Aviation technology experts in both regions are now also seeking a “profile, Minimum Operational Performance Standards (MOPS), Standards and Recommended Practices (SARPS) and SAE/AEEC standards for IPS.” The roadmap for consolidated ATG data communications services featured in the new harmonization publication shows 2024 as the projected future timeline when IPS can be officially introduce for ATM use in U.S. and European airspace.
Future Satellite Communications
New satcom technologies are expected to play a major role in providing a non ground-based infrastructure capable of supporting future ATG DataComm in the U.S. and Europe. Specifically, the new harmonization document states that new satcom systems will provide supplements to the Very High Data Link (VDL) Mode 2 communications for domestic data communications in both regions.
“Satcom systems are leading the way in terms of offering broadband data channels that will interface to a variety of legacy and next generation avionics,” the report says.
NextGen and SESAR JU leadership also say that additional approval is required by associated spectrum licensing authorities to ensure the use of new satcom systems can be permitted in domestic airspace.
One of the biggest examples of the move toward the use of satcom for CPDLC in 2016 was seen through operational usage and airframer line-fit selection of new satcom equipment. In June, Airbus selected Inmarsat’s Swiftbroadband Safety (SB-S) service
as a line fit cockpit communications technology for its A320 and A330 aircraft families. Earlier this month, Hawaiian Airlines also officially announced it will be adding SB-S to its Airbus A321 new engine option (neo) fleet. SB-S provides enablement for CPDLC among other ATG communications.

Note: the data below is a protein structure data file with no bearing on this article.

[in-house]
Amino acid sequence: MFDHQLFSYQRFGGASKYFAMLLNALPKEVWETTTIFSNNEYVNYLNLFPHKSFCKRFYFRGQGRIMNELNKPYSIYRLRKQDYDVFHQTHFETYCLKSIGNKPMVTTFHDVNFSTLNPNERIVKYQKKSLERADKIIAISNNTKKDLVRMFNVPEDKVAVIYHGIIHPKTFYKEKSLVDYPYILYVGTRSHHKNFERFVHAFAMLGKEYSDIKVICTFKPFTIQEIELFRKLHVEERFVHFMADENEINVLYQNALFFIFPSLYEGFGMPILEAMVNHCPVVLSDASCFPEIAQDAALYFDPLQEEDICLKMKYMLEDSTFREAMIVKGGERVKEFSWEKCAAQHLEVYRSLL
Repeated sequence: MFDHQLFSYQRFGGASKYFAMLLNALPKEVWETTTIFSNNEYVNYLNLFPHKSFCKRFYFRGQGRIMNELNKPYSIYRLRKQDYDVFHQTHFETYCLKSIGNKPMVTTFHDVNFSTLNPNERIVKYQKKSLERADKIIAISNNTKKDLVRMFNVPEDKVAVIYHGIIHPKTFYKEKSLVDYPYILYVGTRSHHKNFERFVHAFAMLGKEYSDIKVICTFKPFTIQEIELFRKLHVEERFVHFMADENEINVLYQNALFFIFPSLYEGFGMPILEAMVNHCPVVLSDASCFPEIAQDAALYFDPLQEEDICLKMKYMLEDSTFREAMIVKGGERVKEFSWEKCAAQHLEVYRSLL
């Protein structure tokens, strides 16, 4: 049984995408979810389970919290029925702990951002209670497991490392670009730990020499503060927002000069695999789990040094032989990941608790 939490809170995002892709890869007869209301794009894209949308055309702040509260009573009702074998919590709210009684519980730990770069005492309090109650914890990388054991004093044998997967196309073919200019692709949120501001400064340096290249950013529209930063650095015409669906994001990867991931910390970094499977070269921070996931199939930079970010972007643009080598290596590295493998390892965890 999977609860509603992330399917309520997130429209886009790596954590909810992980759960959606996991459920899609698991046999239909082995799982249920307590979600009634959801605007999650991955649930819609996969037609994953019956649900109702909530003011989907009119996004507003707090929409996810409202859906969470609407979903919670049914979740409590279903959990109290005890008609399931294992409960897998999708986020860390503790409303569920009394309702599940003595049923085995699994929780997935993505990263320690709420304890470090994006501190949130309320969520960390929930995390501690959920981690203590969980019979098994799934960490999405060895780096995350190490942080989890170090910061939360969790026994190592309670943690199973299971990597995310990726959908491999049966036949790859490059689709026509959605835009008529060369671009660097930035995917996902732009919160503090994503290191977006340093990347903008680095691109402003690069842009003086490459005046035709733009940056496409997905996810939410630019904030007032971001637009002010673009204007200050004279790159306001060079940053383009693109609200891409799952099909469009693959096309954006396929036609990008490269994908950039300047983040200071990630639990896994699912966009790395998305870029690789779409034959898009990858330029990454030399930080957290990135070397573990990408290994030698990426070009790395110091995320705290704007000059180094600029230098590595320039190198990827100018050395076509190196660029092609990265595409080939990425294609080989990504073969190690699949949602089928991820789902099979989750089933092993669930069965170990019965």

Automatic Dependent Surveillance Broadcast (ADS-B) is the surveillance infrastructure that civil aviation authorities in the U.S., Europe and around the world are using to replace traditional ground based radar. Regulatory authorities have already harmonized the mandated timeline for ADS-B avionics equipage in both regions, and new solutions have continued to roll out in recent years for operators of different aircraft types to comply with the January 2020 mandate in the U.S. and the June 2020 mandate in European airspace.
At this point, the main collaboration and harmonization work between FAA and SESAR JU leadership centers around “the possibility of including a joint strategy on surveillance that would provide a holistic view of surveillance infrastructure needs,” according to the new publication.
The latest U.S.-European harmonization efforts around on-board navigation systems requirements focuses on the development of a joint navigation systems roadmap. The new publication states that this roadmap will focus on the introduction of Global Navigation Satellite System (GNSS) technologies in both airspaces. GNSS technologies such as Satellite-Based Augmentation Systems (SBAS) and Ground-Based Augmentation Systems (GBAS) will be featured in the new roadmap, which also seeks to address the interoperability of Performance-Based Navigation (PBN) infrastructure as the “redundant or alternative system to GNSS.”
SESAR has also proposed deployment of Alternate Positioning, Navigation and Timing (APNT) based on “Distance Measuring Equipment (DME), to provide Required Navigation Performance (RNP).”
Additionally, the new harmonization report also states that the first version of a draft dual-frequency multi-constellation SBAS MOPS is targeted for 2018.